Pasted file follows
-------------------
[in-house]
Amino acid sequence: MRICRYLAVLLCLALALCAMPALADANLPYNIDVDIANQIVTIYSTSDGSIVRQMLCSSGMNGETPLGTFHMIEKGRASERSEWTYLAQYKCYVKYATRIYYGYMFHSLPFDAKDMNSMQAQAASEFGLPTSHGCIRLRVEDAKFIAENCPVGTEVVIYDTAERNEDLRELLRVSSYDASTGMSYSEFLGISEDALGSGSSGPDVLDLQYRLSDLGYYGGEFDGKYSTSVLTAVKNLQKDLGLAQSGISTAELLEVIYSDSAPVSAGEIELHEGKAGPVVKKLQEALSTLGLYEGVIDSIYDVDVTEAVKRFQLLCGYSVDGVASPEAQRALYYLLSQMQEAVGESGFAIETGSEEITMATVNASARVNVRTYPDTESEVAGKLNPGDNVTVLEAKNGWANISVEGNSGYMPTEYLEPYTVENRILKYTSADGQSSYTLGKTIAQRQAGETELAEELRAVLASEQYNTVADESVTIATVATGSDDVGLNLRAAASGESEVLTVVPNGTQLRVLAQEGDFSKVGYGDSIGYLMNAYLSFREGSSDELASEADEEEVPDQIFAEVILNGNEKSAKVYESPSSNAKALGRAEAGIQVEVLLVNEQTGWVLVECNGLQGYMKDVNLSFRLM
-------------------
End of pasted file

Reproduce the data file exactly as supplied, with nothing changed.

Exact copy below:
[in-house]
Amino acid sequence: MRICRYLAVLLCLALALCAMPALADANLPYNIDVDIANQIVTIYSTSDGSIVRQMLCSSGMNGETPLGTFHMIEKGRASERSEWTYLAQYKCYVKYATRIYYGYMFHSLPFDAKDMNSMQAQAASEFGLPTSHGCIRLRVEDAKFIAENCPVGTEVVIYDTAERNEDLRELLRVSSYDASTGMSYSEFLGISEDALGSGSSGPDVLDLQYRLSDLGYYGGEFDGKYSTSVLTAVKNLQKDLGLAQSGISTAELLEVIYSDSAPVSAGEIELHEGKAGPVVKKLQEALSTLGLYEGVIDSIYDVDVTEAVKRFQLLCGYSVDGVASPEAQRALYYLLSQMQEAVGESGFAIETGSEEITMATVNASARVNVRTYPDTESEVAGKLNPGDNVTVLEAKNGWANISVEGNSGYMPTEYLEPYTVENRILKYTSADGQSSYTLGKTIAQRQAGETELAEELRAVLASEQYNTVADESVTIATVATGSDDVGLNLRAAASGESEVLTVVPNGTQLRVLAQEGDFSKVGYGDSIGYLMNAYLSFREGSSDELASEADEEEVPDQIFAEVILNGNEKSAKVYESPSSNAKALGRAEAGIQVEVLLVNEQTGWVLVECNGLQGYMKDVNLSFRLM